Is oil in the High North worth it? / News / The Foreigner

Is oil in the High North worth it?. Government claims there’s great potential. A new report about the effects of oil and gas activity in the Norway’s High North has given the government reasons to smile. Terje Riis-Johansen, Sp’s (the Centre Party) petroleum and energy minister waxed lyrically about increased job opportunities in the region when it was handed over to him on Friday.

terje, riis-johansen, lofoten, vesteraalen, senja, robin, kaas, artic, sea, oil, gas, drilling, jobs



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Is oil in the High North worth it?

Published on Sunday, 6th June, 2010 at 15:06 under the news category, by Michael Sandelson   .
Last Updated on 7th June 2010 at 11:05.

Government claims there’s great potential.

Arctic Sea off the coast of Norway
Arctic Sea off the coast of Norway
Photo: wili_hybrid/Flickr


Opportunities

A new report about the effects of oil and gas activity in the Norway’s High North has given the government reasons to smile.

Terje Riis-Johansen, Sp’s (the Centre Party) petroleum and energy minister waxed lyrically about increased job opportunities in the region when it was handed over to him on Friday.

“The report highlights a very important relationship for me - namely, the link between the petroleum business and employment in the north,” he says.

Labour’s (Ap) Deputy Minister at the OED (Ministry of Petroleum and Energy) Robin Martin Kåss tells the Foreigner it confirms what the government has believed all along.

“There’s great potential for value creation and ripple effects. It shows there are opportunities to build on and develop existing facilities, as well as for job creation in many different sectors.”

Leaping off

The number of jobs that would be created is estimated to be only about two percent, equivalent to between four and six thousand.

“Why does the percentage seem to be so small?”

“Oil and gas in the High North is still a fairly new industry, though jobs in these sectors would account for 27 percent of the employment-rate alone,” says Kåss.

“How do these percentages justify the investment costs involved regarding, for example, expansion and relocation?”

“The study is also only based on a small scenario. The number of jobs is dependent upon the size of resources found, as well as how industry and the government choose to develop it. If it’s to be based on a larger one we need to find more oil,” he says.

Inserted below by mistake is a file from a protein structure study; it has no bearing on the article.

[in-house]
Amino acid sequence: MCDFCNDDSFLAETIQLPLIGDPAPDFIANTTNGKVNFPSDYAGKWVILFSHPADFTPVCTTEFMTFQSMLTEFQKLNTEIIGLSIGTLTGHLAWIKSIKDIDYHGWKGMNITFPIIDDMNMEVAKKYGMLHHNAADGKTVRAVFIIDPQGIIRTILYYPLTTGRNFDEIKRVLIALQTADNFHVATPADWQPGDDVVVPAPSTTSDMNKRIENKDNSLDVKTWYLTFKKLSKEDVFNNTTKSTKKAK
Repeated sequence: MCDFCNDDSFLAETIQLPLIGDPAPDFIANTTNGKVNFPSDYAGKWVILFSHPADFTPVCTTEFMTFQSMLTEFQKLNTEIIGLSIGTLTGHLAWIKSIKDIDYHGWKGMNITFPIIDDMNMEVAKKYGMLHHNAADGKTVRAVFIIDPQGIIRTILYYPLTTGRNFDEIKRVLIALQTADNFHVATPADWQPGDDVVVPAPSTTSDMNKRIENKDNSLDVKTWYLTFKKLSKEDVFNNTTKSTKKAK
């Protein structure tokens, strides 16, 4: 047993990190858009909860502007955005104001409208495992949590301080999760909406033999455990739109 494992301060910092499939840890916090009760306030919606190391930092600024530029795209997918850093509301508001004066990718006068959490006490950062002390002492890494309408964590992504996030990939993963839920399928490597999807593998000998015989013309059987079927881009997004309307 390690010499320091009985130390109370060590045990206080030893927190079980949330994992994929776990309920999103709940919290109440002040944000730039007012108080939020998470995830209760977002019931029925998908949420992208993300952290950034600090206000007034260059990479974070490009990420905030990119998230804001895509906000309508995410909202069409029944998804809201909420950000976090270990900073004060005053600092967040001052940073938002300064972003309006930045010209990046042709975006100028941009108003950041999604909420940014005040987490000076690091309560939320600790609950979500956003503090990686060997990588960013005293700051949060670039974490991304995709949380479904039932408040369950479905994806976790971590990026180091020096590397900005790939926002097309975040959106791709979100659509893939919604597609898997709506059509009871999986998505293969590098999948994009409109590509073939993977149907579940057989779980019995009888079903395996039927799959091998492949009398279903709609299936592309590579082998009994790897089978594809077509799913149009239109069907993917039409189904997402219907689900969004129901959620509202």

Risky

Protecting the environment is a hot issue at the moment. Concerns have been raised about the riskiness of drilling for oil off Lofoten, Vesterålen and Senja.

Parts of the Labour Party have voted against drilling for oil in these areas, and there are also fears about the catastrophic effects of a similar accident to the Gulf of Mexico’s occurring on the Norwegian Continental Shelf.

“The government is trying to take a holistic approach to education, infrastructure, resource-development, and environmental protection,” Kåss says.

Uphill struggle

He also acknowledges such a study has a weak point, and there’s room for improvement.

“This type of analysis depends upon the geology, which we know little about for now. Our main challenge is that the government will have to work very hard to create industrial clusters, as well as to build and attract competence amongst young people,” he says.

Meanwhile, Terje Riis-Johansen says the report, the upcoming consultative conference in Svolvær in two days, and the results of a public hearing will form the basis for the upcoming political process of updating the management plan for the Barents Sea – Lofoten.

“I will study this report carefully and look forward to the contributions I expect will be following the consultation round. There’s no doubt this study deals with an important element in the necessary public debate about petroleum operations in the north in the coming months.”



Published on Sunday, 6th June, 2010 at 15:06 under the news category, by Michael Sandelson   .
Last updated on 7th June 2010 at 11:05.

This post has the following tags: terje, riis-johansen, lofoten, vesteraalen, senja, robin, kaas, artic, sea, oil, gas, drilling, jobs.





  
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